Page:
Excessive sleepiness, also called hypersomnolence, is a common experience for those that are chronically sleep deprived. Most cases of excessive sleepiness are related to insufficient or interrupted sleep, but some people's extreme tiredness cannot be relieved even after quality rest.
https://www.sleepfoundation.org › hypersomnia
. Treatment methods can include improving your sleep hygiene, adjusting your medication regimen, and creating a treatment plan for any underlying disorders.

What is the best medication for excessive daytime sleepiness? ›

Your doctor can also prescribe various drugs to treat hypersomnia. These may include: Stimulants, such as methylphenidate (Ritalin) or modafinil (Provigil) Antidepressants, such as citalopram (Celexa), fluoxetine (Prozac), paroxetine (Paxil), sertraline (Zoloft)

What is the most common cause of excessive daytime sleepiness? ›

The most common causes of excessive sleepiness are sleep deprivation and disorders like sleep apnea and insomnia. Depression and other mental health conditions, certain medications, and medical conditions affecting the brain and body can cause daytime drowsiness as well.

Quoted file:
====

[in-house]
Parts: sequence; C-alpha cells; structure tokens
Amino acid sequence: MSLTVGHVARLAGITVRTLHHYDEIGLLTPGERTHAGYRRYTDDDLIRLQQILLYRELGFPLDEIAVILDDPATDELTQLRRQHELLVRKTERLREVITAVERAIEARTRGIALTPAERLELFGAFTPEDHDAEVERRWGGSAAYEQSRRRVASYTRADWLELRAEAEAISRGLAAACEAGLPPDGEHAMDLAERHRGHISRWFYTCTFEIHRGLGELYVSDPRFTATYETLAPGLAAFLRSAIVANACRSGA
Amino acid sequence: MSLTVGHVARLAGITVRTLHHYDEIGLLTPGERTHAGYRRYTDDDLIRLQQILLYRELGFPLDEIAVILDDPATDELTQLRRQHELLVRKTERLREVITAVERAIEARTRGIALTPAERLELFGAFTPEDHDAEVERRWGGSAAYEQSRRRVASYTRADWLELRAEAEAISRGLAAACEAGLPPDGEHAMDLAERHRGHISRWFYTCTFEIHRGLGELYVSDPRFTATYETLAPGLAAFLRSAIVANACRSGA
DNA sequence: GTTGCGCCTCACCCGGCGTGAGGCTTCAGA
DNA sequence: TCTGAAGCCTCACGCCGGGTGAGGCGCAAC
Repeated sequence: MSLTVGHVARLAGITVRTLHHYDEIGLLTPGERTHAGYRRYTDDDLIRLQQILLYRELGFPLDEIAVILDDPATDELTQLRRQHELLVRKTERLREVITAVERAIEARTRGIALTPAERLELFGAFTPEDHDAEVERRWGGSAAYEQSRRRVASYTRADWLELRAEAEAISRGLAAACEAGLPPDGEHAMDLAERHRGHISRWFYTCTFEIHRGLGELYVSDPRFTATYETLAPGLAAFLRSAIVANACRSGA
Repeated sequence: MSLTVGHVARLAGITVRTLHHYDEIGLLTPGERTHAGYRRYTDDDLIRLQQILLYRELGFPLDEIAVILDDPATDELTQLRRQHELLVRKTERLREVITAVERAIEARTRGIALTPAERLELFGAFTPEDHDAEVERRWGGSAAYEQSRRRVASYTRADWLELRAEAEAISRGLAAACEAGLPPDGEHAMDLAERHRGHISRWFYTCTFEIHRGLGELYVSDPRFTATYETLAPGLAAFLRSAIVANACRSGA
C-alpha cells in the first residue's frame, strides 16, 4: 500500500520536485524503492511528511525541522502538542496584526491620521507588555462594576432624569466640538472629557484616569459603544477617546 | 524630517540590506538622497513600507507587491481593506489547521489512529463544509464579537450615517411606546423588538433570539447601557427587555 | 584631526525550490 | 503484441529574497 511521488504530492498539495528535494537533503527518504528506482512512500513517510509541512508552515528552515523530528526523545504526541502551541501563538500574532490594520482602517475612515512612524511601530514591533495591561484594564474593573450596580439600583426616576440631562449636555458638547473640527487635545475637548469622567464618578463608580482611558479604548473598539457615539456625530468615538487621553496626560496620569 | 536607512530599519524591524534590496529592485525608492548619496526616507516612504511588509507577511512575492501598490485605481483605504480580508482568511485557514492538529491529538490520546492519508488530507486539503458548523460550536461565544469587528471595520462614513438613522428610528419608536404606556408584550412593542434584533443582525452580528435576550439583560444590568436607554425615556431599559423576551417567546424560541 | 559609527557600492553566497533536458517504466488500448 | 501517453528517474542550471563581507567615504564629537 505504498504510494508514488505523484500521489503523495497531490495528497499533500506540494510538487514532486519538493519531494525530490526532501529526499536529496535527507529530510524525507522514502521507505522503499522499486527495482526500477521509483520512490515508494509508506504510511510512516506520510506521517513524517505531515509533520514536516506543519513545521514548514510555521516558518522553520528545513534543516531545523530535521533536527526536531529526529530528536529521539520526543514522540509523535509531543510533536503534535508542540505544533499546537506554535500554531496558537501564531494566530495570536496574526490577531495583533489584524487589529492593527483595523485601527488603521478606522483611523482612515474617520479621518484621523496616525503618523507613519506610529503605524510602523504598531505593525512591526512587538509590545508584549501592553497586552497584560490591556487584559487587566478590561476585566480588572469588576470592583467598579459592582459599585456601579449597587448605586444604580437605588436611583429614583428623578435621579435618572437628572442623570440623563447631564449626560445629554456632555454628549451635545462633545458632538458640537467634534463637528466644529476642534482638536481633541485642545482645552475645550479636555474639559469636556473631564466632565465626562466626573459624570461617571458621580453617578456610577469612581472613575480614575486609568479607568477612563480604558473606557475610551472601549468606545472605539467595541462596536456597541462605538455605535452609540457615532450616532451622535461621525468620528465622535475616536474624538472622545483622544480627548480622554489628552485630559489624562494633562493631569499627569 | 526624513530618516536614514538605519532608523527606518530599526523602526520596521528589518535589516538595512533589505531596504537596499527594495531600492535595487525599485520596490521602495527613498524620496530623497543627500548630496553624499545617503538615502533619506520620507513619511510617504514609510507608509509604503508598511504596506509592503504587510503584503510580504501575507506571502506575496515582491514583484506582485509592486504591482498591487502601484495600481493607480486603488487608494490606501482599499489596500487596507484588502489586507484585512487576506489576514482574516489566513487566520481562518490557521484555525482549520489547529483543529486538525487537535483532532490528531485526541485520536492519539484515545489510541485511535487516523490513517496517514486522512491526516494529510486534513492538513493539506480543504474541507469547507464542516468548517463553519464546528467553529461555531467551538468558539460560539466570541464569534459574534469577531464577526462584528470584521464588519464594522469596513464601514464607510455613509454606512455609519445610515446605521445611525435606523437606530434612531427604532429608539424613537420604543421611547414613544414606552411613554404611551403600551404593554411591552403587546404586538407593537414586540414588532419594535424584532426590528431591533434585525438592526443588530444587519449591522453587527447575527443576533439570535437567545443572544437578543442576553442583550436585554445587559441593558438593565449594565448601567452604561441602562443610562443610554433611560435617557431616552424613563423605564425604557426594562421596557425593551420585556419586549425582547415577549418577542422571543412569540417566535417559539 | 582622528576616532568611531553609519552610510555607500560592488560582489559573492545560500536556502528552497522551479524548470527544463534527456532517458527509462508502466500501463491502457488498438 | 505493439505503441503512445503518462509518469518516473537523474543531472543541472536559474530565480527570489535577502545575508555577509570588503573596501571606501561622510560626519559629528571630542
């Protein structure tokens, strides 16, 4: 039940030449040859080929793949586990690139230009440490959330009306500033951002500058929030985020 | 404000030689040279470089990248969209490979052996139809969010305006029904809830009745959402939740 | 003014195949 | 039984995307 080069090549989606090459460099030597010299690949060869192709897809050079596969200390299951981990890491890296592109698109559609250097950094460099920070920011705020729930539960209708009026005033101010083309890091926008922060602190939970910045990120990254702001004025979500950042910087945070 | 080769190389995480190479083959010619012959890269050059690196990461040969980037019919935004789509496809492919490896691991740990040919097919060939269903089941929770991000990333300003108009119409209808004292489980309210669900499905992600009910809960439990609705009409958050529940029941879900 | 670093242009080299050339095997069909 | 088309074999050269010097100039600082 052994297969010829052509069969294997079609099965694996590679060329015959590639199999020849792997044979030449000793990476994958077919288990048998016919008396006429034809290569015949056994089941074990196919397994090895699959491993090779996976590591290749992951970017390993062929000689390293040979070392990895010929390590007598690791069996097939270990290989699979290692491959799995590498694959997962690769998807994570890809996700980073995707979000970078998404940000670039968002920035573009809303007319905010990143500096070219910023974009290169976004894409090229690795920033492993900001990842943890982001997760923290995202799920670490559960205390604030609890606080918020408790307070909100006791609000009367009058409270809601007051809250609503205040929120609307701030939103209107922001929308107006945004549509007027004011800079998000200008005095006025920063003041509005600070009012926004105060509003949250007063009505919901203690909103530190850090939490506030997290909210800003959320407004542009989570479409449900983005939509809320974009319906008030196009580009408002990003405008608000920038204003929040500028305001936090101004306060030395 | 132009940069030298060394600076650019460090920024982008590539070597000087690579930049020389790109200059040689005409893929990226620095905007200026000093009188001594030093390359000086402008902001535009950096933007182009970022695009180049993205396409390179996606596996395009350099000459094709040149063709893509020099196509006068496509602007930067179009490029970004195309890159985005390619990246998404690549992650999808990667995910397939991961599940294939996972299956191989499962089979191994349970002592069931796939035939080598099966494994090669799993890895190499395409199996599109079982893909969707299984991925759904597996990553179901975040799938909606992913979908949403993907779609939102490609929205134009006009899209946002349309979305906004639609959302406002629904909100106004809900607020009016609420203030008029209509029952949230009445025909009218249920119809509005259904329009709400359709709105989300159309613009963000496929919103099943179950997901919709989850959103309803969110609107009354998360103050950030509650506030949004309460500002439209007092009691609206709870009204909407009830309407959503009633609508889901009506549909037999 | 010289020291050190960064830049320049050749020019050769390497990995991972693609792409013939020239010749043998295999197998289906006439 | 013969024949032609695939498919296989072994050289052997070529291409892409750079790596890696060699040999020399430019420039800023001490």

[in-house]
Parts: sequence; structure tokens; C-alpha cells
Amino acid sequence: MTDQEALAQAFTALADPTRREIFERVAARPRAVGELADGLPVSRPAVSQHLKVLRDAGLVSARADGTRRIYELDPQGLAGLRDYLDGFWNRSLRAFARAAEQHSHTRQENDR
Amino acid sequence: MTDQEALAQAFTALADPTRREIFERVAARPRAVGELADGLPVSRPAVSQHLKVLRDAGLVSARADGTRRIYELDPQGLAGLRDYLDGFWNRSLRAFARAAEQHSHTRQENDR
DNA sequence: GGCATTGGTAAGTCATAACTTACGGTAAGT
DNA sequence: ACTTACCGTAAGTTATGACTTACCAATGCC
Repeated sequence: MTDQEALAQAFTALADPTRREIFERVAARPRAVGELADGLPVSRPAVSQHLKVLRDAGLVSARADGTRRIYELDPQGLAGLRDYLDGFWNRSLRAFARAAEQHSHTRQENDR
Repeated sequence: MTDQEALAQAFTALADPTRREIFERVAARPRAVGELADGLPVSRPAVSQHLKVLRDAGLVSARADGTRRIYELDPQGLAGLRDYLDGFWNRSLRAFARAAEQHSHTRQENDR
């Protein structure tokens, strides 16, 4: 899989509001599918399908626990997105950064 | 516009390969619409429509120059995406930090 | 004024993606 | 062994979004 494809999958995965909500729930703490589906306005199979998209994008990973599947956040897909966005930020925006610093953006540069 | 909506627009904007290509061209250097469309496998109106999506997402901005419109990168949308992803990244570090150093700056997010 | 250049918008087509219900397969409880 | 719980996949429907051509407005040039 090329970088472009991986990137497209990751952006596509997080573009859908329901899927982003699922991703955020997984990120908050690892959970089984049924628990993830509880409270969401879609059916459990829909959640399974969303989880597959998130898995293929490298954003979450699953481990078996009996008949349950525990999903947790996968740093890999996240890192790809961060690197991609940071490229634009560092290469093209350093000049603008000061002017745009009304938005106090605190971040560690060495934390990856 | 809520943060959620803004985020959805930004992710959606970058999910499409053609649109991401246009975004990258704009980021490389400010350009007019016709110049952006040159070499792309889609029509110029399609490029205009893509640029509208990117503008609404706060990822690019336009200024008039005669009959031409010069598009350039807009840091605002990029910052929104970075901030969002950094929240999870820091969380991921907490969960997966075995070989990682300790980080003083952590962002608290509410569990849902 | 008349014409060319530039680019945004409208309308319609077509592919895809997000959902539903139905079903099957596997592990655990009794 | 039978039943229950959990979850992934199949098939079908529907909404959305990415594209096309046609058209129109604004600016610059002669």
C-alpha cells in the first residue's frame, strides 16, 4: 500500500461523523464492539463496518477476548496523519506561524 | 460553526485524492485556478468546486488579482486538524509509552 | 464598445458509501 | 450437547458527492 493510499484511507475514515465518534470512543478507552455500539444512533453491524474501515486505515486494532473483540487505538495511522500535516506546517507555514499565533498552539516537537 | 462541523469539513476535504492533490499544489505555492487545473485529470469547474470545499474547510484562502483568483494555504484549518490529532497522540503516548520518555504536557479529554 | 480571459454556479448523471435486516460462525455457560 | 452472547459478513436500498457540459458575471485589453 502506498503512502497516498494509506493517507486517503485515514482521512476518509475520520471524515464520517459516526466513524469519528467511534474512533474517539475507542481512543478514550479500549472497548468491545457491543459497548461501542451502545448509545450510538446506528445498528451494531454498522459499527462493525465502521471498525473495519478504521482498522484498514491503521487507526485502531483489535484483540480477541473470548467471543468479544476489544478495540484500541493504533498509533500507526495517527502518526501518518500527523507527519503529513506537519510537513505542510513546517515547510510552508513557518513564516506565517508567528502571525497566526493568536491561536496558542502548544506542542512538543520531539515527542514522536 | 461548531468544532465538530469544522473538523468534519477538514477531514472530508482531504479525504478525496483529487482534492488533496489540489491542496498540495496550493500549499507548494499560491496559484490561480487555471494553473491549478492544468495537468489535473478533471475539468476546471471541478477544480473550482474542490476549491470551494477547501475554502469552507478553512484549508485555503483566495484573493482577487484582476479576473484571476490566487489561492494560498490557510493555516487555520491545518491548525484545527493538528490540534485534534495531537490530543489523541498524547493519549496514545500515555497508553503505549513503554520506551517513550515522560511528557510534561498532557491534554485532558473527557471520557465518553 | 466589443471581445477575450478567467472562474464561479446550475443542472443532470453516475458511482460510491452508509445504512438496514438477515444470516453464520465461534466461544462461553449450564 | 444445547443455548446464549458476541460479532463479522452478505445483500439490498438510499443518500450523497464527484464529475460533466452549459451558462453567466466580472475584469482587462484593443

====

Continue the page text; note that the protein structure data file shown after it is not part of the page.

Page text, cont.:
How can I stop being sleepy throughout the day? ›

How to Stay Awake Naturally
  1. Get up and move around to feel awake. ...
  2. Take a nap to take the edge off sleepiness. ...
  3. Give your eyes a break to avoid fatigue. ...
  4. Eat a healthy snack to boost energy. ...
  5. Start a conversation to wake up your mind. ...
  6. Turn up the lights to ease fatigue. ...
  7. Take a breather to feel alert.

What neurological disorder causes excessive sleepiness? ›

Narcolepsy is a chronic, neurological sleep disorder with no known cause. The main characteristic of narcolepsy is excessive and overwhelming daytime sleepiness, even after adequate nighttime sleep: In addition to a complete medical history and physical exam, there are several lab tests to confirm the diagnosis.